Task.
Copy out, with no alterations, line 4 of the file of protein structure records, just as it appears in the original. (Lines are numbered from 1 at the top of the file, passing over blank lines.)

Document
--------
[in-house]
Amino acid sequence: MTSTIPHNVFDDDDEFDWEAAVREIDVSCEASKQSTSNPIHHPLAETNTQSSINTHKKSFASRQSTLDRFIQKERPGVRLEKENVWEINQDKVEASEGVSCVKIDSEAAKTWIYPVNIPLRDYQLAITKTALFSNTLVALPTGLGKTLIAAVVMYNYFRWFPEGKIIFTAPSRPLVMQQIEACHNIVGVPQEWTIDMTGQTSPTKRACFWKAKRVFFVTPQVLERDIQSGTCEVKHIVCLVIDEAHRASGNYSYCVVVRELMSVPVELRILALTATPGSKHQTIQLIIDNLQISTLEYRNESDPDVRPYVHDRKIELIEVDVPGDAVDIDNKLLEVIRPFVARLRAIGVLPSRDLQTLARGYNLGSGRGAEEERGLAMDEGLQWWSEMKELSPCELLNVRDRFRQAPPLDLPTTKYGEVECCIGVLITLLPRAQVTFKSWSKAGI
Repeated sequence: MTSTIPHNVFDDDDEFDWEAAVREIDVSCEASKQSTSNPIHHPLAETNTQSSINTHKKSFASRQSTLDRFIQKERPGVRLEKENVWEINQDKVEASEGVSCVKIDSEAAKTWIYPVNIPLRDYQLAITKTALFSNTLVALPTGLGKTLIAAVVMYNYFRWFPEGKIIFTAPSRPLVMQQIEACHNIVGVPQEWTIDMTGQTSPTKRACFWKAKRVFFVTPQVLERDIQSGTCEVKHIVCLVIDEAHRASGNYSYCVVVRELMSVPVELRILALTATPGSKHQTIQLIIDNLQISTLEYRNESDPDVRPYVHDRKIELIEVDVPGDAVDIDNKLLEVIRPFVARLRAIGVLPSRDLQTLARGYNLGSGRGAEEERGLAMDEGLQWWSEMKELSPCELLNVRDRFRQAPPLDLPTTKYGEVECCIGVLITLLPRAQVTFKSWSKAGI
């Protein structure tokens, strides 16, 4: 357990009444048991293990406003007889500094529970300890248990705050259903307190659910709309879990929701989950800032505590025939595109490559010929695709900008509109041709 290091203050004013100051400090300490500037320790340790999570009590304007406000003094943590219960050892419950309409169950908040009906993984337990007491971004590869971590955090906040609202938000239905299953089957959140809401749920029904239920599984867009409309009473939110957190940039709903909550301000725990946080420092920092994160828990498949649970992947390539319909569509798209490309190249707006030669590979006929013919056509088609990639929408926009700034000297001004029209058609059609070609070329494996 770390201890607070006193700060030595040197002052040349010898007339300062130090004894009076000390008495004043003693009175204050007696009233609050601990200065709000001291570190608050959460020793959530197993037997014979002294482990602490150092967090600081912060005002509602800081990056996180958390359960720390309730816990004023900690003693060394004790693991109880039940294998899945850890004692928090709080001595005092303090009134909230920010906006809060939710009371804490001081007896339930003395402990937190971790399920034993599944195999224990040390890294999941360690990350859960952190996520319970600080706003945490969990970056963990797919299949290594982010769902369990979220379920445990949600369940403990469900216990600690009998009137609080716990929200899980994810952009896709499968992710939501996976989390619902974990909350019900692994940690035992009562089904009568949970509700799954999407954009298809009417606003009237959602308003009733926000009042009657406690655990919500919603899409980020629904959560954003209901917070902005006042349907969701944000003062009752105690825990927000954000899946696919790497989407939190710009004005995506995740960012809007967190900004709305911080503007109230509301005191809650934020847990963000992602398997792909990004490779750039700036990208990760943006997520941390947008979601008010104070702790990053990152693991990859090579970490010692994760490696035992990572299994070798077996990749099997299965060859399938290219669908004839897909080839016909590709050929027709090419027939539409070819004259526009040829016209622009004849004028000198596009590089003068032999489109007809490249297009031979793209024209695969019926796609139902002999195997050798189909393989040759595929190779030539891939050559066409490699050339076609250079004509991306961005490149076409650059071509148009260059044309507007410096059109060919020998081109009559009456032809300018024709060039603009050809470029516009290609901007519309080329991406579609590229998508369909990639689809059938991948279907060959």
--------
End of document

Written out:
């Protein structure tokens, strides 16, 4: 357990009444048991293990406003007889500094529970300890248990705050259903307190659910709309879990929701989950800032505590025939595109490559010929695709900008509109041709 290091203050004013100051400090300490500037320790340790999570009590304007406000003094943590219960050892419950309409169950908040009906993984337990007491971004590869971590955090906040609202938000239905299953089957959140809401749920029904239920599984867009409309009473939110957190940039709903909550301000725990946080420092920092994160828990498949649970992947390539319909569509798209490309190249707006030669590979006929013919056509088609990639929408926009700034000297001004029209058609059609070609070329494996 770390201890607070006193700060030595040197002052040349010898007339300062130090004894009076000390008495004043003693009175204050007696009233609050601990200065709000001291570190608050959460020793959530197993037997014979002294482990602490150092967090600081912060005002509602800081990056996180958390359960720390309730816990004023900690003693060394004790693991109880039940294998899945850890004692928090709080001595005092303090009134909230920010906006809060939710009371804490001081007896339930003395402990937190971790399920034993599944195999224990040390890294999941360690990350859960952190996520319970600080706003945490969990970056963990797919299949290594982010769902369990979220379920445990949600369940403990469900216990600690009998009137609080716990929200899980994810952009896709499968992710939501996976989390619902974990909350019900692994940690035992009562089904009568949970509700799954999407954009298809009417606003009237959602308003009733926000009042009657406690655990919500919603899409980020629904959560954003209901917070902005006042349907969701944000003062009752105690825990927000954000899946696919790497989407939190710009004005995506995740960012809007967190900004709305911080503007109230509301005191809650934020847990963000992602398997792909990004490779750039700036990208990760943006997520941390947008979601008010104070702790990053990152693991990859090579970490010692994760490696035992990572299994070798077996990749099997299965060859399938290219669908004839897909080839016909590709050929027709090419027939539409070819004259526009040829016209622009004849004028000198596009590089003068032999489109007809490249297009031979793209024209695969019926796609139902002999195997050798189909393989040759595929190779030539891939050559066409490699050339076609250079004509991306961005490149076409650059071509148009260059044309507007410096059109060919020998081109009559009456032809300018024709060039603009050809470029516009290609901007519309080329991406579609590229998508369909990639689809059938991948279907060959």